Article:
time, serve her well. >> neisha jackson is good at changing her appearance. she's smart, and she's good at seeming to be somebody that she's not. but, at most, that's just gonna earn her some time where she has to look over her shoulder, wondering if the feds are right behind her. >> narrator: up next on "american greed: the fugitives," an alleged dot-com scammer is said to bring in millions using a celebrity pitchman and the promise of internet riches. >> it's an i.r.a.-approved investment that puts you exactly where you want to be -- on the ground floor, with nowhere to go but up. ground floor, with nowhere to go but up. [ tires screech ]
>> narrator: 2011, on the coast of malaysia, a man named jim eberhart posts an online ad selling his 58-foot yacht -- the infinity. allegedly, no stranger to making a sales pitch, eberhart tells prospective buyers the boat is perfect for cruising the world. when it was built, he says, there was no budget. what buyers might not know is that there's a reason money was once no object. richard ryan, supervisory special agent with the los angeles fbi, says eberhart ran a sham internet-video company that allegedly bilked investors out of millions, then fled the country. >> mr. eberhart's been a fugitive from justice. the investigation shows that he did wire money to hong kong and then, subsequently, singapore, and this could be the way that
mr. eberhart has been facilitating his lifestyle as a fugitive. >> narrator: now on the run for more than a decade, eberhart seems to be thumbing his nose at authorities. he's selling the yacht under his real name. is he desperate for cash, or has he just grown bold after years as a fugitive? >> after several years, some folks tend to let their guard down. however, i'm sure mr. eberhart is constantly looking over his shoulder. >> narrator: in the late 1990s in northern california, a revolution is underway. >> internet excitement has created a wall street stampede. fortunes are being made every day. >> internet stocks today -- very hot. transformational industries can have some pretty big rides. this may just be the start of things. >> there was a very significant element of magical thinking going on in this world in the late '90s. >> narrator: during the dot-com boom, michael krantz works as a technology writer for time magazine in san francisco. >> everybody knew that there were fortunes being made all
around them, and very, very few people really understood how these fortunes were being made or why, but they knew that if they didn't get their money in, they were gonna miss out. >> narrator: if a person was of the mind-set, it was the perfect place for fraud. >> experts like me were wrong over and over in saying, "this company's gonna be successful, that company won't." nobody knew. james eberhart, running around with his yes entertainment network package, had as plausible a pitch as many legitimate companies who ended up being successful. in fact, his pitch actually made sense. >> remember the impact that tv had on our lives? it was revolutionary. well, there's another revolution getting underway. i'm sure you've heard of it. it's called the "internet." >> narrator: years before the launch of youtube, yes entertainment claims to be building something revolutionary -- an online-video network. in 1999, blaine canfield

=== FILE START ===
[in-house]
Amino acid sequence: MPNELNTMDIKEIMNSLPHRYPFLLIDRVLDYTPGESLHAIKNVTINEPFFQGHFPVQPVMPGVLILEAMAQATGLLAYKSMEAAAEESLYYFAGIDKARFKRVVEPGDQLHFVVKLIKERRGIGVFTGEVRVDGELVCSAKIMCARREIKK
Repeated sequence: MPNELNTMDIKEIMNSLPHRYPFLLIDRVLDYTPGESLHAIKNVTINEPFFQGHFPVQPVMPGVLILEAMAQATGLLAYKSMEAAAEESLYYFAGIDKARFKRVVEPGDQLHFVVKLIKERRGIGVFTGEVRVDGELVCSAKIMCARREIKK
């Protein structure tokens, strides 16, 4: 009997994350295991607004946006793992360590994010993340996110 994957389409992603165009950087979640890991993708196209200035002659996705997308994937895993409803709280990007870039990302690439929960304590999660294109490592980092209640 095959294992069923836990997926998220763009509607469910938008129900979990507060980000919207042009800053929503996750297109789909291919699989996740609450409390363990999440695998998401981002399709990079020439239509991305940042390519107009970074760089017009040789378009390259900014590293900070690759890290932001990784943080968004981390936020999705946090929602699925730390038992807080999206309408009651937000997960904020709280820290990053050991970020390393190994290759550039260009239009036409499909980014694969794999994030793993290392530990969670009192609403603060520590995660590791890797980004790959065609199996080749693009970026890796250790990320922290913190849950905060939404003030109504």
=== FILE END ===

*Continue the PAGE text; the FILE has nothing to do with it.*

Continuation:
receives a package in the mail from the company. it includes a video starring the company's paid pitchman, actor tom bosley. >> join me as we find out how the yes entertainment network is leading the way in this revolution, and how you can share directly in yes entertainment's success. >> [ chuckles ] you know, i mean, i grew up watching "happy days," and how can you not trust howard cunningham? >> narrator: an investment adviser with years of experience, canfield sees yes entertainment as a high-risk personal investment, but one that checks out. >> at that time, you know, it was very possible to invest in an internet start-up company and make millions. i mean, people were doing it every day. >> narrator: canfield sees his chance when he learns that his neighbor's niece is working in an internet start-up company in southern california called yes entertainment. >> i really felt like it was something that could have done very well. in my wildest dreams, i was thinking, "i'm gonna become an instant millionaire."
>> narrator: to canfield, yes entertainment's pitch, explained here by a supposed company employee, makes perfect sense. >> and tell us exactly what the yes entertainment network is all about. >> well, a great idea. imagine that, with a click of a mouse, you have dozens of programs to choose from. but, instead of being broadcast over the airwaves, or by cable companies to your tv set, these programs are distributed through the internet. >> it was a good idea. at that time, you know, a lot of people were making a lot of money with the internet start-ups. >> narrator: the company says they will attract millions of viewers by giving away their content for free. >> but how can you provide all of this wonderful programming without charging people for it? >> advertising. >> narrator: a slick brochure sent to investors like jim morrione says that ad sales and online product sales will translate into huge returns for those who put in money early. >> "investors become overnight
billionaires." [ laughs ] that says it all, doesn't it? >> narrator: to him, the company seems like it has a strong business model, and they appear to have the right team to make it happen. >> the marketing director here, she worked at hp and ricoh. it looked like a good team of people that they were going to bring in here to start up this company. >> narrator: pitch materials sent to investors like morrione trumpet the company's ceo, ronald mulhall. >> they portrayed this guy as a successful lawyer, and this was his brainchild. >> narrator: marc blau, the assistant regional director for the securities and exchange commission in los angeles, says mulhall's real résumé was, in truth, much less impressive. >> what they failed to disclose to people was that mr. mulhall had, in fact, been disbarred by the state of california 10 years prior for stealing client money, and, beyond that, he had, really, very little to do with the operation of this company. >> narrator: mulhall is little